Workers in the Planing Shed milled lumber for rail cars and other wooden items manufactured by the railroad.
The grouping of the Planing Shed (A) and Lumber Shed (B) next to the Boiler Room (C) was intentional. A line shaft from the Boiler Room extended to the Planing Shed where it powered a Daniels planer. This planer had a reciprocating carriage and rapidly created a smooth surface on rough wood. Wood for planning was readily available in the adjacent shed and wood shavings from the planer helped feed the boiler fire that produced steam for the line shaft.
The railroad converted the Lumber Shed into an area for electrical equipment in 1907, when electricity was supplied by a utility company. This area included a dynamo, which replaced the steam engine as a power source. Dynamos were generators that produced DC (direct current). They commonly powered industrial sites during this period. By 1931 a compressor was added here.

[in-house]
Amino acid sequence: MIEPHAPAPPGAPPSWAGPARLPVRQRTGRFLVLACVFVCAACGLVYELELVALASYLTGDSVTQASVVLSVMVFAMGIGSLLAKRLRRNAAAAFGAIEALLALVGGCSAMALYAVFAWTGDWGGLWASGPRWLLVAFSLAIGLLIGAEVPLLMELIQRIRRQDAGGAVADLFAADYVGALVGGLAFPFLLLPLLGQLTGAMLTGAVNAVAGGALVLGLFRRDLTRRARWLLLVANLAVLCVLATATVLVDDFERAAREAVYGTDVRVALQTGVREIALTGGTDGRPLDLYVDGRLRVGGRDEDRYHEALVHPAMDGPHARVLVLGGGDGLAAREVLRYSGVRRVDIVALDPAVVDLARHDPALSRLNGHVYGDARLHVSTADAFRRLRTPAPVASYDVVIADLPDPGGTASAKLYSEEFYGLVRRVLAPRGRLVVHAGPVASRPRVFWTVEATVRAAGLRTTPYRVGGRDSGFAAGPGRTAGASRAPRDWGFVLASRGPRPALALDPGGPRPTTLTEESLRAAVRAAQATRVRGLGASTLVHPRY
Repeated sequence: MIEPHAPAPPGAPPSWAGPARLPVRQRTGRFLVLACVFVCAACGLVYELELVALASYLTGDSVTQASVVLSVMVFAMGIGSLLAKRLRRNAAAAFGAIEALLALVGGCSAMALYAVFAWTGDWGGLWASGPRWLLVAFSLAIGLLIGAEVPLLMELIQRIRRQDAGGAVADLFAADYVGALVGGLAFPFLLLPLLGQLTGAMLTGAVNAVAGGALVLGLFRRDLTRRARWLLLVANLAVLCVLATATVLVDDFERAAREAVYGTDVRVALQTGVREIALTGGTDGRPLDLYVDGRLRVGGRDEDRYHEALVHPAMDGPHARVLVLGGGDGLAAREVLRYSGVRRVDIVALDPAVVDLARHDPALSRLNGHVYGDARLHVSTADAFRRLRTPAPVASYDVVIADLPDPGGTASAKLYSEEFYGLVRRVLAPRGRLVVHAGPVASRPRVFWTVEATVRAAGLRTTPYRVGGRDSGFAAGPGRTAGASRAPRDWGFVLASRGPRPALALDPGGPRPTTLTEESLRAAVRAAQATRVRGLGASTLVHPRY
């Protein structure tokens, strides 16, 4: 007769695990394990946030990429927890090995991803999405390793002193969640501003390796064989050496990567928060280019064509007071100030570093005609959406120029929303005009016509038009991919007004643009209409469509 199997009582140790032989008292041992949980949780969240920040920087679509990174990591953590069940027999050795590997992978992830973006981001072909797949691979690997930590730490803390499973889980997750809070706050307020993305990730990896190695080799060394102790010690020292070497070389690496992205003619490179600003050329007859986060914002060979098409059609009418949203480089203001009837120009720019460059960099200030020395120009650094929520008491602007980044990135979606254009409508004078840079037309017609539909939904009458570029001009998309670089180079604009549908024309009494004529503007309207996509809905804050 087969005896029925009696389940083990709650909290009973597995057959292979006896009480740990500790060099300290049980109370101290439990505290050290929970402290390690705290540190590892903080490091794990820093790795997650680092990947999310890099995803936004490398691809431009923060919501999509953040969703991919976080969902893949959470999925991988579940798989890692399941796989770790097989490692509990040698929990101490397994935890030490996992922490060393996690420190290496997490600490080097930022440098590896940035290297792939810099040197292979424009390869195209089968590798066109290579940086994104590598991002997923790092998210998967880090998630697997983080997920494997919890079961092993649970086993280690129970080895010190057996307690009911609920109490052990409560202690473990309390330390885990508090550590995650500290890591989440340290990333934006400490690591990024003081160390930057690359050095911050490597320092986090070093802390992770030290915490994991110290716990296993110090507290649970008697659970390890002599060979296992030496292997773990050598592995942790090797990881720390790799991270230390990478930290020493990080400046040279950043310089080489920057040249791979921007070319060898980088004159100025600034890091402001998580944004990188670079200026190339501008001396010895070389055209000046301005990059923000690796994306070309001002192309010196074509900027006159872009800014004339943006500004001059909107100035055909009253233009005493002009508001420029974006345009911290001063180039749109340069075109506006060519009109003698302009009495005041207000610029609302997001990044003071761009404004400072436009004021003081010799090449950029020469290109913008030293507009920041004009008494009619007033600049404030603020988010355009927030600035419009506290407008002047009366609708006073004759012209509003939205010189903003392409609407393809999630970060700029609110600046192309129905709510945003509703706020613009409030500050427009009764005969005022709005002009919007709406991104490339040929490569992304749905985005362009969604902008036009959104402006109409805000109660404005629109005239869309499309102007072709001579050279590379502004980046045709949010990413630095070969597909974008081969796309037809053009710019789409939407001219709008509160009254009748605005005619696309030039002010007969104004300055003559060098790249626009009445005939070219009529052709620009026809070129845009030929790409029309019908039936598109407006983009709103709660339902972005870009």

"Extending beyond the stationary enginehouse is a brick shed for storing lumber. This is 83 feet long, and reaches to the carpenters' shop beyond. From the front of this shed, a roof is carried out on brick columns for 63 feet, into the yard. This forms a sort of arbor, under which is placed a large Daniel's (sic) planning machine, for dressing siffs and caps for cars and other similar work." —Daily Morning News, Savannah, July 17, 1855